6 questions to help you start producing social media content

Tanika Buijsen
Global Social Media Manager, Collective

“Sooo… you work in advertising?” I often get a quizzical look or a vague nod at best if I explain what I do. A friend was in the same camp until 3 weeks ago, when she enthusiastically told me about Bread Ahead (who she and I love) offering IG live cooking classes. “THAT’S IT” I responded. “That’s what I do!”

According to a recent study from GWI, 95% of consumers say they’re spending more time on in-home media consumption, with almost 45% devoting more time to social media, thanks to being locked-in due to this pandemic. Especially live-streaming has surged: An Instagram spokesperson reported that FB and IG Live views doubled in the first week of March in Italy, and home workout posts in the US increased over 5 times compared to just a few days prior.

But it’s not only consumers taking to social media: To maintain and build relationships with audiences, lots of brands are upping their content investments, often using social as their go-to platform. And they should: now’s the time to build demand for when buying confidence returns.

Social media offers exactly what people are looking for right now: entertainment. Oh, and recipes for banana bread.

Does that mean your brand should start offering IG Live cooking classes? No, unless it fits your brand. But how do you find out what suits you? Here are some questions to get you started:

1. What does your audience want?

Consumers are on the frontline, ready to engage with brands that add value to their lives. But be mindful of the challenges your audience is facing: you don’t want to market expensive products to people that have been furloughed, or holidays to those that are in strict lockdown. Having difficulties figuring out what consumers want? I’ll let you in on a secret: We’re all consumers. What would you like to do? What do you want to learn? If you’re still struggling, try asking friends and family.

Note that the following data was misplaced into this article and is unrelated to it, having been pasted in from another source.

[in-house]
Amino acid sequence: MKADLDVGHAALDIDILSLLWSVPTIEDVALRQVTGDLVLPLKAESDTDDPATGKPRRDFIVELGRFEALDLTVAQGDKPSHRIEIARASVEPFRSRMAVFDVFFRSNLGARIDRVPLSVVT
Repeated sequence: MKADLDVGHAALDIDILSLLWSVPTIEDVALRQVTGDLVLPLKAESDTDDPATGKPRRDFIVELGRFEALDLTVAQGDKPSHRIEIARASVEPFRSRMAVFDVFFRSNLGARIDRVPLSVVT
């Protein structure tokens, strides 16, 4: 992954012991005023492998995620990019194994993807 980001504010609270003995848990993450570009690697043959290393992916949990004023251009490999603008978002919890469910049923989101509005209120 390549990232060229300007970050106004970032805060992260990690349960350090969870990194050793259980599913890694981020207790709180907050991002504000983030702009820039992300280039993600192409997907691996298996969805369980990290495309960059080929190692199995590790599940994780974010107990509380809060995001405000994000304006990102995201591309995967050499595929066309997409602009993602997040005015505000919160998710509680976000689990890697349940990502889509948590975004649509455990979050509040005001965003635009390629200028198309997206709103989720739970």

2. What is my objective?

“Making money” is not the right answer here, well, not for now. However, as mentioned, now is the time to lay the foundation for when buying confidence returns. Whether your objective is to inform, educate, inspire or entertain – have a single minded goal in mind. And whatever you choose – make sure it adds value for your audience.

3. What’s the product?

I’m talking about “product” in the broadest sense here. If you have a product that you can seamlessly inject in to your content, well, great. A HIIT workout class from a boxing gym or active wear brand makes sense. A yoga class from a coffee-cup brand, less so. If your product is more abstract or location-bound (like “travel” or a museum), think about the experience – how can you bring that experience to life, online?

4. Which channels do I have, and which one can I use for this?

The obvious choice is Social Media, or a dedicated place on your website if you have it. Here’s another secret: you don’t have to do everything, everywhere. It’s better to focus your efforts on one channel and use the others to drive traffic to it.

5. What format should I use?

These are tough times. People have been furloughed or hours and budgets have been cut. Do what’s within your power. Starting a FB or IG live stream when you’ve never done one might be too much but writing a blog post or designing an infographic is probably not.

6. How does it help my brand to stand out?

Try to choose the road less travelled. There’s an abundance of workout classes out there, so unless you have been doing this before, you probably want to avoid doing this. Try to find a unique angle that fits you, so even if you’re sticking to workouts, what about specific workouts for people that spend a long time behind their desk? Or 10-min stretches to do throughout the day?

Waymarker: “Good content right now is useful, not promotional.”

Tanika has been helping brands find their identity on social media for over 7 years by blending the lines between creative, strategy and social. She’s a Dutch native who mastered the art of creating espresso martinis – even without a shaker.